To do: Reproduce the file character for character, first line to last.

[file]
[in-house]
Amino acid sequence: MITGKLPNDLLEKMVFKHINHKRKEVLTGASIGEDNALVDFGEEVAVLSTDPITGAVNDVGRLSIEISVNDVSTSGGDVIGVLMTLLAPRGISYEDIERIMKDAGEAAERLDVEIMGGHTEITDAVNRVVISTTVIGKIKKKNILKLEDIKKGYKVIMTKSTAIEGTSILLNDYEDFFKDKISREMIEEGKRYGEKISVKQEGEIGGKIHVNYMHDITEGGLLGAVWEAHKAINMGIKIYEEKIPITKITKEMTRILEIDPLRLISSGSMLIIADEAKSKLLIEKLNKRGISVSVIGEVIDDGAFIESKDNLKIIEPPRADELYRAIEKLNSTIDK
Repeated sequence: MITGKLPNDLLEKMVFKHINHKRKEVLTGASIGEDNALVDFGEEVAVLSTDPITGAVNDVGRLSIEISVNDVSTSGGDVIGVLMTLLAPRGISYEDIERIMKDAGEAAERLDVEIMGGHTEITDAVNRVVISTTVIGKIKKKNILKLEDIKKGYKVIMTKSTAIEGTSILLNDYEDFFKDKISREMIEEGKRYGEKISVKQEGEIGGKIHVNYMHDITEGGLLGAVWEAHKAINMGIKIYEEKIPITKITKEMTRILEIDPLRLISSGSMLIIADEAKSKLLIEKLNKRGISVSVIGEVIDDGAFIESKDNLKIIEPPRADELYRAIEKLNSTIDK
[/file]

[in-house]
Amino acid sequence: MITGKLPNDLLEKMVFKHINHKRKEVLTGASIGEDNALVDFGEEVAVLSTDPITGAVNDVGRLSIEISVNDVSTSGGDVIGVLMTLLAPRGISYEDIERIMKDAGEAAERLDVEIMGGHTEITDAVNRVVISTTVIGKIKKKNILKLEDIKKGYKVIMTKSTAIEGTSILLNDYEDFFKDKISREMIEEGKRYGEKISVKQEGEIGGKIHVNYMHDITEGGLLGAVWEAHKAINMGIKIYEEKIPITKITKEMTRILEIDPLRLISSGSMLIIADEAKSKLLIEKLNKRGISVSVIGEVIDDGAFIESKDNLKIIEPPRADELYRAIEKLNSTIDK
Repeated sequence: MITGKLPNDLLEKMVFKHINHKRKEVLTGASIGEDNALVDFGEEVAVLSTDPITGAVNDVGRLSIEISVNDVSTSGGDVIGVLMTLLAPRGISYEDIERIMKDAGEAAERLDVEIMGGHTEITDAVNRVVISTTVIGKIKKKNILKLEDIKKGYKVIMTKSTAIEGTSILLNDYEDFFKDKISREMIEEGKRYGEKISVKQEGEIGGKIHVNYMHDITEGGLLGAVWEAHKAINMGIKIYEEKIPITKITKEMTRILEIDPLRLISSGSMLIIADEAKSKLLIEKLNKRGISVSVIGEVIDDGAFIESKDNLKIIEPPRADELYRAIEKLNSTIDK